To live content with small means; to seek elegance rather than luxury, and refinement rather than fashion; to be worthy, not respectable, and wealthy, not, rich; to listen to stars and birds, babes and sages, with open heart; to study hard; to think quietly, act frankly, talk gently, await occasions, hurry never; in a word, to let the spiritual, unbidden and unconscious, grow up through the common--this is my symphony.
~William Henry Channing

Thursday, March 10, 2011

Tis the Season

We have a friend who shaved his head.
Another is giving up facebook.
One is contemplating a no blogging fast.
No, not the stuff in your dryer or found in belly buttons, rather the season of Lent. Growing up in traditional Southern Baptist churches all I knew of Lent was that is was some weird thing that Catholics did to show how sorry they were for the way they lived the rest of the year. My ignorance was only exceeded by my arrogance in the disdainful way I viewed something I knew nothing of.
Thankfully, I know enough now to know that really isn't what Lent is about. It's still a time on the Church calendar that I am woefully lacking in true understanding but this year I have more people in my life that practice it so my knowledge is expanding. It's something that Rob and I have begun to talk through and I have a feeling it may come to mean more to us in the future. For now, it is an area that we're discovering and learning about and I like what I see.
Here's a quote from Christine over at Homemade in China that kind of sums up the purpose of Lent if one could do that in a few words.
"And that is what Lent is, a time to reckon with the reality of darkness and death. We do so with hope, because this season of darkness ends in Easter, in resurrection, in new life. But we can be raised to new life only if we have first died to the old one. That is the challenge-- and the gift-- of Lent."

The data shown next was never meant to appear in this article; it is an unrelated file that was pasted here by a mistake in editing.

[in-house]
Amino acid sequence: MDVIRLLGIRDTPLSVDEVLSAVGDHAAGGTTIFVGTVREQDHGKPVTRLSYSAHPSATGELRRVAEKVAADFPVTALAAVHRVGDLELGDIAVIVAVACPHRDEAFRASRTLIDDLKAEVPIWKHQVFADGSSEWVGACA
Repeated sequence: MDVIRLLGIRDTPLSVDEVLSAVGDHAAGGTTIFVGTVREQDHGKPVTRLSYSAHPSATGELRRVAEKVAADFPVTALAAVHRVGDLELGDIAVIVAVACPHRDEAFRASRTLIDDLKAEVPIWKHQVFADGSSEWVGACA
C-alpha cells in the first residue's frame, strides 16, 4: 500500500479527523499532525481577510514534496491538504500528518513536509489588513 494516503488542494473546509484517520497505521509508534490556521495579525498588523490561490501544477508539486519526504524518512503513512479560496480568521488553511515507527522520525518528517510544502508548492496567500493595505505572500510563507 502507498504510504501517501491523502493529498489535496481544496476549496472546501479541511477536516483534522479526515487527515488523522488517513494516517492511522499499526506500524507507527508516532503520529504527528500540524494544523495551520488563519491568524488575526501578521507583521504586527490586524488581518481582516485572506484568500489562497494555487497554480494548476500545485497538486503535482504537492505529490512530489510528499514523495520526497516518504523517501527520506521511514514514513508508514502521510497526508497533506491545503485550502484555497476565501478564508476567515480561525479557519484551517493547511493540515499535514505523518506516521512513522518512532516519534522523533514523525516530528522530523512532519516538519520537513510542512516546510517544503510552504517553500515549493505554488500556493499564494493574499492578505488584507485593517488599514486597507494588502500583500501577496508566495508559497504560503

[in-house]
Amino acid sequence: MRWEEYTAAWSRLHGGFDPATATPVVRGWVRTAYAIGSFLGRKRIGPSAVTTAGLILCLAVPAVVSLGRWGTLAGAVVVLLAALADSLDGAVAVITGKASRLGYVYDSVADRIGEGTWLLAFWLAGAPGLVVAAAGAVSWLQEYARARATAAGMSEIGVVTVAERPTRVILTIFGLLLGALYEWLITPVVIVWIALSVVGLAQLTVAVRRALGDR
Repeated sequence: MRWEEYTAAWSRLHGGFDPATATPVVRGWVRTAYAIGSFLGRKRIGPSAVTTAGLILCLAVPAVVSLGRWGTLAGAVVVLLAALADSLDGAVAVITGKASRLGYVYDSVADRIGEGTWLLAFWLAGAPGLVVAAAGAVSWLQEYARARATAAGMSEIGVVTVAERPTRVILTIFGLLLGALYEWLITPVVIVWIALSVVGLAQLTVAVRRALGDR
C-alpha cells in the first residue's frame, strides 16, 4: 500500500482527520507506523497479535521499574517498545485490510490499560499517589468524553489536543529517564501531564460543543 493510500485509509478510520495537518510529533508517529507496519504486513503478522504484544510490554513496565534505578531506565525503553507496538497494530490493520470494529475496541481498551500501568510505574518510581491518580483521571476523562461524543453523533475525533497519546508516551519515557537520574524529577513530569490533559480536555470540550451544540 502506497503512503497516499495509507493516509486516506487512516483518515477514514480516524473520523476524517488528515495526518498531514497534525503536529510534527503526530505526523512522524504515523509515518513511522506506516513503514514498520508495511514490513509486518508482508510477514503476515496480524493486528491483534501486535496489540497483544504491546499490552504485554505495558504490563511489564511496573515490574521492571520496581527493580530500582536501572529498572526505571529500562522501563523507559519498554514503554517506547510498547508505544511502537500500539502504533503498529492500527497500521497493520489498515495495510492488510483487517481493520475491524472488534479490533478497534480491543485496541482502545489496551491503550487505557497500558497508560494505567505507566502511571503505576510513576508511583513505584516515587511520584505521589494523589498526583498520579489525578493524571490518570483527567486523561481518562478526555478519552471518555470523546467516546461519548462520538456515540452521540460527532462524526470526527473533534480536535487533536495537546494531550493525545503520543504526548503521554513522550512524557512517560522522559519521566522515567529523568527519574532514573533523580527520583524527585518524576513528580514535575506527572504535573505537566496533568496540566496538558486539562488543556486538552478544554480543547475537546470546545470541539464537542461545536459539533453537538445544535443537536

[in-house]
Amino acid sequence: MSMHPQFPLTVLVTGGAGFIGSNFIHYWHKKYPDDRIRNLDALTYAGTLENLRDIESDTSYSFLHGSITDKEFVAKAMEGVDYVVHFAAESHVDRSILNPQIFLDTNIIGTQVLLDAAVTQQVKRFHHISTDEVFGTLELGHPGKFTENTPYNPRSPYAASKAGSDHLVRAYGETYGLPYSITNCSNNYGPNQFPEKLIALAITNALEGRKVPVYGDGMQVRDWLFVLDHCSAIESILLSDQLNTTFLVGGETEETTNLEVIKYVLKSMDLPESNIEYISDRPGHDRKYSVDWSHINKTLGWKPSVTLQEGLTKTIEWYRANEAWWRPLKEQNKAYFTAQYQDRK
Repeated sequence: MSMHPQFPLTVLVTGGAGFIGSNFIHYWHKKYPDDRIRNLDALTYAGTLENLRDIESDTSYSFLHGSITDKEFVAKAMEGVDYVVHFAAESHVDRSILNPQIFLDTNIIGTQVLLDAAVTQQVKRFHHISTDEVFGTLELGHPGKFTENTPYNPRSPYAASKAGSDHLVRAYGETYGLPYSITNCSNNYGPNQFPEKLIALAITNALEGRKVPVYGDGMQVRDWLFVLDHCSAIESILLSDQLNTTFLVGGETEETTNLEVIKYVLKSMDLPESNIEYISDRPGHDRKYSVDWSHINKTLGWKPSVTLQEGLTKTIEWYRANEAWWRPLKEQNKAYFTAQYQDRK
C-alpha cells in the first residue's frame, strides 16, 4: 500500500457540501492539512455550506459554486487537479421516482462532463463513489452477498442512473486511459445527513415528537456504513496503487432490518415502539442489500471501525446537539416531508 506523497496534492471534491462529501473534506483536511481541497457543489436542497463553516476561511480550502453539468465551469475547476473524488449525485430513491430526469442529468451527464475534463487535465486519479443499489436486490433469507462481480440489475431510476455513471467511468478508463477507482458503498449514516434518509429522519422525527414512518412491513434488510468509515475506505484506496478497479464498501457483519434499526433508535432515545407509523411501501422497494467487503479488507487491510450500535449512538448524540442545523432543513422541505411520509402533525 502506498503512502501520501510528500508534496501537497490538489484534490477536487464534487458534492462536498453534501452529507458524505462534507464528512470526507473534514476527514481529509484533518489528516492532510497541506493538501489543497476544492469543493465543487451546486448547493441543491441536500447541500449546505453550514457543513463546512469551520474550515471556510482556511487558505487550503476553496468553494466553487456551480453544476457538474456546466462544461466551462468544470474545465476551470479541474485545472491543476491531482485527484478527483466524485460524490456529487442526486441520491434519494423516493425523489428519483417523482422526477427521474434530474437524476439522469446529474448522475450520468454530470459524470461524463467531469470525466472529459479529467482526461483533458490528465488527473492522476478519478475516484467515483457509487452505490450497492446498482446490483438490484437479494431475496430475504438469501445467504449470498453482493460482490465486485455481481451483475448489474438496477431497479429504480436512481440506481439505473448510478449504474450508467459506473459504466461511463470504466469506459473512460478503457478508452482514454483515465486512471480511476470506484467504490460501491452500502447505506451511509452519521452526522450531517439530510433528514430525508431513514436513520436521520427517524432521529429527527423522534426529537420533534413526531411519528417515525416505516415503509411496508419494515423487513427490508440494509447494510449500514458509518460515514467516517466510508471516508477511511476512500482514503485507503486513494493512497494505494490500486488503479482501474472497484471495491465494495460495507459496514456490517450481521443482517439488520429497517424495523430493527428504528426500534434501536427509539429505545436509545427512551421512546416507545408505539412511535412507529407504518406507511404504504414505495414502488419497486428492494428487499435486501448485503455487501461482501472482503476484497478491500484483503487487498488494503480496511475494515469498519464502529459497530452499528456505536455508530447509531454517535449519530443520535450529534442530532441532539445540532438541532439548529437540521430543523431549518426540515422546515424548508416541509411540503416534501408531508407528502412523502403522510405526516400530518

My friend Lori is also new to the season of Lent but she wrote a very helpful post about it on her blog, Semper Fidelis Family.
Basically, Lent is a time of preparation for Easter. It's considered a time of darkness as we dwell on our need for a Savior and, to put it as articulately as Christine did, contemplate that "the Light is going out of the world shrouded by the cross beams of a tree."
So is Lent necessary? Is it even Biblical? Is God pleased by it? I'm guessing you'd get different answers depending on who you ask. The more I learn about it the more beautiful the time becomes. To deliberately focus our mind and thoughts outside of ourselves, to focus on the death of Christ and the need for a Savior...that can only be a good thing.
Lent, I'm learning, is a spiritual practice or discipline that God will use to grow us up in maturity and faith.
I'm really looking forward to learning more.
Thoughts? Do you practice Lent? Why or why not?


Rob H said...

George Grant talks of time and the liturgical calendar.